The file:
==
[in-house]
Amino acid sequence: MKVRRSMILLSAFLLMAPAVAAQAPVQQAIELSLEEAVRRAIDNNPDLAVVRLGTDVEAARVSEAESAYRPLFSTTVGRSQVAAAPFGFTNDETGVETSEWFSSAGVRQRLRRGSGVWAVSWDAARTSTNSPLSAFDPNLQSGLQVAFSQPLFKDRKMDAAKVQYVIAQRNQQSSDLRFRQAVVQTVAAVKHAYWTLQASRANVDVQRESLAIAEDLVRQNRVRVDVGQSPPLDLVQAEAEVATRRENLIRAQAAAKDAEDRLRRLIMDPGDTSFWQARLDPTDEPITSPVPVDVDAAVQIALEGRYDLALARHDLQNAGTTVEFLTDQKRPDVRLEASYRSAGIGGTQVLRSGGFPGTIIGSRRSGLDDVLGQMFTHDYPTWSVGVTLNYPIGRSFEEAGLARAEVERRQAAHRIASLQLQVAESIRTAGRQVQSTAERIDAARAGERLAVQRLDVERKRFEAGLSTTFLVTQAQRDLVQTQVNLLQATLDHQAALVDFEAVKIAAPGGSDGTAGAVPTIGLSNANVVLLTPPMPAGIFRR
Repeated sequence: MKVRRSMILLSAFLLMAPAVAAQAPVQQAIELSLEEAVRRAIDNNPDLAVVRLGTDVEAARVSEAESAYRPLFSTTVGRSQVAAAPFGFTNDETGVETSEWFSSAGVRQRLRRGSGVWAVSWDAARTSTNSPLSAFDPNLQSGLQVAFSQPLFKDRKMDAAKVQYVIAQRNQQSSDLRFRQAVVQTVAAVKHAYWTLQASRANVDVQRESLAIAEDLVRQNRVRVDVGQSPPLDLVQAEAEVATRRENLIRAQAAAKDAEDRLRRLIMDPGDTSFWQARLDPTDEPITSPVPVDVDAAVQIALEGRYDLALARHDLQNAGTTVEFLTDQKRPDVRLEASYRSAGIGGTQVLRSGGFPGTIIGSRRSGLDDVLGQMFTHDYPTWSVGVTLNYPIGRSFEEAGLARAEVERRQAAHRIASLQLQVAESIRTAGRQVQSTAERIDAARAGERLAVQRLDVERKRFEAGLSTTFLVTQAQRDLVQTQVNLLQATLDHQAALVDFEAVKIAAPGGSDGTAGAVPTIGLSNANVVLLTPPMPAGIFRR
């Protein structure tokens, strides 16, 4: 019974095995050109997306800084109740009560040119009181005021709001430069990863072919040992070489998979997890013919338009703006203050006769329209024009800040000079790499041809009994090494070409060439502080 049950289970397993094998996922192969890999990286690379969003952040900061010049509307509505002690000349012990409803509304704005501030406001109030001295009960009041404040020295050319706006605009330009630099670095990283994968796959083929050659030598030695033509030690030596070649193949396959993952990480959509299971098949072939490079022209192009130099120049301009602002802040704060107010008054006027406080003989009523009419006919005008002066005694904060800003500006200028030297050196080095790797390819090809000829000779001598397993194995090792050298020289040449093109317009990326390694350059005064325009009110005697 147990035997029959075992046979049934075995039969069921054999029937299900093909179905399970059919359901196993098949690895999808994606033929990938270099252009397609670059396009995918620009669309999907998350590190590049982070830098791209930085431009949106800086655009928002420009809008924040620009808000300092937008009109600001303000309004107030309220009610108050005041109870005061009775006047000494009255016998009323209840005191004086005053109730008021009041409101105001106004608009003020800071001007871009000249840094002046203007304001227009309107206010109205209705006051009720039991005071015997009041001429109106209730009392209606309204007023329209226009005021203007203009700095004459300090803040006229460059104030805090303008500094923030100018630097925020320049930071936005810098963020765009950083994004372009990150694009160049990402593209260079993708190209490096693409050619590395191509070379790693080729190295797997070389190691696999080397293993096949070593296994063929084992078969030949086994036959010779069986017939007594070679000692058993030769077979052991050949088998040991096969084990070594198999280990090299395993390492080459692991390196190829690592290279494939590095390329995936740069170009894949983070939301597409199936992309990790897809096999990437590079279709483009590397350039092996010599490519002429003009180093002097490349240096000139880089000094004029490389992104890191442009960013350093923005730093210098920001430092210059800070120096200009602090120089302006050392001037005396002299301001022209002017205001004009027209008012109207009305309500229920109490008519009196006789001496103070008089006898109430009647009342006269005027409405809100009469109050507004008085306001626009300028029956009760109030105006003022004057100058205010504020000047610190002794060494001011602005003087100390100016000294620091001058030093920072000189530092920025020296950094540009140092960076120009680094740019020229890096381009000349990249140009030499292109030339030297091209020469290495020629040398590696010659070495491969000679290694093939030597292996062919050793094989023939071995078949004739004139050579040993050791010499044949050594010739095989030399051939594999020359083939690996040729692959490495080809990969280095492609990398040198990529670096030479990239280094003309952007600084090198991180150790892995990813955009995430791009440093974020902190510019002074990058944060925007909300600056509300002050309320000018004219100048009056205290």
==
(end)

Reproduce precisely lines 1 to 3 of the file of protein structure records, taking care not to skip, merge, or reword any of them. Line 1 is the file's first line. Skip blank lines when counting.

[in-house]
Amino acid sequence: MKVRRSMILLSAFLLMAPAVAAQAPVQQAIELSLEEAVRRAIDNNPDLAVVRLGTDVEAARVSEAESAYRPLFSTTVGRSQVAAAPFGFTNDETGVETSEWFSSAGVRQRLRRGSGVWAVSWDAARTSTNSPLSAFDPNLQSGLQVAFSQPLFKDRKMDAAKVQYVIAQRNQQSSDLRFRQAVVQTVAAVKHAYWTLQASRANVDVQRESLAIAEDLVRQNRVRVDVGQSPPLDLVQAEAEVATRRENLIRAQAAAKDAEDRLRRLIMDPGDTSFWQARLDPTDEPITSPVPVDVDAAVQIALEGRYDLALARHDLQNAGTTVEFLTDQKRPDVRLEASYRSAGIGGTQVLRSGGFPGTIIGSRRSGLDDVLGQMFTHDYPTWSVGVTLNYPIGRSFEEAGLARAEVERRQAAHRIASLQLQVAESIRTAGRQVQSTAERIDAARAGERLAVQRLDVERKRFEAGLSTTFLVTQAQRDLVQTQVNLLQATLDHQAALVDFEAVKIAAPGGSDGTAGAVPTIGLSNANVVLLTPPMPAGIFRR
Repeated sequence: MKVRRSMILLSAFLLMAPAVAAQAPVQQAIELSLEEAVRRAIDNNPDLAVVRLGTDVEAARVSEAESAYRPLFSTTVGRSQVAAAPFGFTNDETGVETSEWFSSAGVRQRLRRGSGVWAVSWDAARTSTNSPLSAFDPNLQSGLQVAFSQPLFKDRKMDAAKVQYVIAQRNQQSSDLRFRQAVVQTVAAVKHAYWTLQASRANVDVQRESLAIAEDLVRQNRVRVDVGQSPPLDLVQAEAEVATRRENLIRAQAAAKDAEDRLRRLIMDPGDTSFWQARLDPTDEPITSPVPVDVDAAVQIALEGRYDLALARHDLQNAGTTVEFLTDQKRPDVRLEASYRSAGIGGTQVLRSGGFPGTIIGSRRSGLDDVLGQMFTHDYPTWSVGVTLNYPIGRSFEEAGLARAEVERRQAAHRIASLQLQVAESIRTAGRQVQSTAERIDAARAGERLAVQRLDVERKRFEAGLSTTFLVTQAQRDLVQTQVNLLQATLDHQAALVDFEAVKIAAPGGSDGTAGAVPTIGLSNANVVLLTPPMPAGIFRR